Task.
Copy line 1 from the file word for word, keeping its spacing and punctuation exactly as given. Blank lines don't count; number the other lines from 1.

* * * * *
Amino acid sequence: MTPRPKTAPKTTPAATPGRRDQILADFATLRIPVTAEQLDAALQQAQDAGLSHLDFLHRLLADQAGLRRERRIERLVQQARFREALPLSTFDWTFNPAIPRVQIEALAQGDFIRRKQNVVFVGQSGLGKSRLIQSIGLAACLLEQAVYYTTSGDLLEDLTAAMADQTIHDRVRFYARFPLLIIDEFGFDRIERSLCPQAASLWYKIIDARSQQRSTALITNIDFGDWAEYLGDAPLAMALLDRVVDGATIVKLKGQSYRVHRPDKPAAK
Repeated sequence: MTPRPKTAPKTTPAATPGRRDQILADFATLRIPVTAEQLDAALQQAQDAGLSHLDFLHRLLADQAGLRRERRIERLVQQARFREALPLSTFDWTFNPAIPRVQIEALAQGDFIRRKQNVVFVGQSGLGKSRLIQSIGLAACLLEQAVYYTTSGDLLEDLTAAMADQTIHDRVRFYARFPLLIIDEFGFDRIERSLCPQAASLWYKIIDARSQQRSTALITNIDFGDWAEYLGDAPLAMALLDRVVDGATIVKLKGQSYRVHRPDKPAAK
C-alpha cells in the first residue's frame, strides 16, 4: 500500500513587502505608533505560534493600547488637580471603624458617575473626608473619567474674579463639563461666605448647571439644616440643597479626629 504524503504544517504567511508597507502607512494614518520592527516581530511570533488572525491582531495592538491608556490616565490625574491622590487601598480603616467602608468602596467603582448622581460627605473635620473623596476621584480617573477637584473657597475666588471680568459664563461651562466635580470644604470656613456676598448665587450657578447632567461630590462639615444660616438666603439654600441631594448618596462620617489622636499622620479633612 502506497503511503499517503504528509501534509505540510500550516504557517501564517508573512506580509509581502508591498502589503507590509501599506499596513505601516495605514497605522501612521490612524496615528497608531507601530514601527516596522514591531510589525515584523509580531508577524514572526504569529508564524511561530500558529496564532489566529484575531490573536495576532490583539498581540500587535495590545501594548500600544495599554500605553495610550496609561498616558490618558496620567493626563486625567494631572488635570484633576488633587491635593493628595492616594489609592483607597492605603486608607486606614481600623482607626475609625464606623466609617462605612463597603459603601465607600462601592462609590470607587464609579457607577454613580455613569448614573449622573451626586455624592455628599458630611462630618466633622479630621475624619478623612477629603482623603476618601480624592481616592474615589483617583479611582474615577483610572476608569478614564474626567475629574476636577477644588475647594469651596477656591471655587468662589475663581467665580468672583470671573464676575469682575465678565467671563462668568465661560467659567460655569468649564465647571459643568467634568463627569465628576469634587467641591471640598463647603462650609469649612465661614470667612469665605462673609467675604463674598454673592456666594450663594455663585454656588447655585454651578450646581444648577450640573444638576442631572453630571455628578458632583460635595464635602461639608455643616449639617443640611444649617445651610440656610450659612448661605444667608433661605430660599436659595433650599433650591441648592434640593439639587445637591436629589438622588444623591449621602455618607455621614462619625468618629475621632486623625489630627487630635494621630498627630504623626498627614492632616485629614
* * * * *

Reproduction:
Amino acid sequence: MTPRPKTAPKTTPAATPGRRDQILADFATLRIPVTAEQLDAALQQAQDAGLSHLDFLHRLLADQAGLRRERRIERLVQQARFREALPLSTFDWTFNPAIPRVQIEALAQGDFIRRKQNVVFVGQSGLGKSRLIQSIGLAACLLEQAVYYTTSGDLLEDLTAAMADQTIHDRVRFYARFPLLIIDEFGFDRIERSLCPQAASLWYKIIDARSQQRSTALITNIDFGDWAEYLGDAPLAMALLDRVVDGATIVKLKGQSYRVHRPDKPAAK